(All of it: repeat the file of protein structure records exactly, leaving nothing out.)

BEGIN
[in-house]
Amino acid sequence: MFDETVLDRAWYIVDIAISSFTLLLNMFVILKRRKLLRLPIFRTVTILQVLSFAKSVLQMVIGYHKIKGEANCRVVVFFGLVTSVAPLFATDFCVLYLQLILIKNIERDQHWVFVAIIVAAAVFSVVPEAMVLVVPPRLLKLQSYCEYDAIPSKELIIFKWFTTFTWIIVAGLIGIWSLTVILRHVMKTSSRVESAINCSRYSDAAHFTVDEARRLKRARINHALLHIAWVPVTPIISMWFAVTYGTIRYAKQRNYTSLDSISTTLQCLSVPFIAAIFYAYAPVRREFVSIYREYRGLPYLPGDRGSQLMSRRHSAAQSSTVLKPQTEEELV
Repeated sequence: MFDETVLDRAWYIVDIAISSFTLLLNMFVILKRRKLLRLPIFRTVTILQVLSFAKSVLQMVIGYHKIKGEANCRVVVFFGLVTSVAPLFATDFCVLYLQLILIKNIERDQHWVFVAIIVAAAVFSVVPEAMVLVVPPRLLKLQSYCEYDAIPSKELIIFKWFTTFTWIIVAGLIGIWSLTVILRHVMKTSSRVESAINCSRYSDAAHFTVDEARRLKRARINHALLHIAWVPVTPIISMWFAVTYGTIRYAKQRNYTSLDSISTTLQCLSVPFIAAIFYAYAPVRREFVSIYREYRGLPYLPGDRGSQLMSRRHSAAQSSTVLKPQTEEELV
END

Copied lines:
[in-house]
Amino acid sequence: MFDETVLDRAWYIVDIAISSFTLLLNMFVILKRRKLLRLPIFRTVTILQVLSFAKSVLQMVIGYHKIKGEANCRVVVFFGLVTSVAPLFATDFCVLYLQLILIKNIERDQHWVFVAIIVAAAVFSVVPEAMVLVVPPRLLKLQSYCEYDAIPSKELIIFKWFTTFTWIIVAGLIGIWSLTVILRHVMKTSSRVESAINCSRYSDAAHFTVDEARRLKRARINHALLHIAWVPVTPIISMWFAVTYGTIRYAKQRNYTSLDSISTTLQCLSVPFIAAIFYAYAPVRREFVSIYREYRGLPYLPGDRGSQLMSRRHSAAQSSTVLKPQTEEELV
Repeated sequence: MFDETVLDRAWYIVDIAISSFTLLLNMFVILKRRKLLRLPIFRTVTILQVLSFAKSVLQMVIGYHKIKGEANCRVVVFFGLVTSVAPLFATDFCVLYLQLILIKNIERDQHWVFVAIIVAAAVFSVVPEAMVLVVPPRLLKLQSYCEYDAIPSKELIIFKWFTTFTWIIVAGLIGIWSLTVILRHVMKTSSRVESAINCSRYSDAAHFTVDEARRLKRARINHALLHIAWVPVTPIISMWFAVTYGTIRYAKQRNYTSLDSISTTLQCLSVPFIAAIFYAYAPVRREFVSIYREYRGLPYLPGDRGSQLMSRRHSAAQSSTVLKPQTEEELV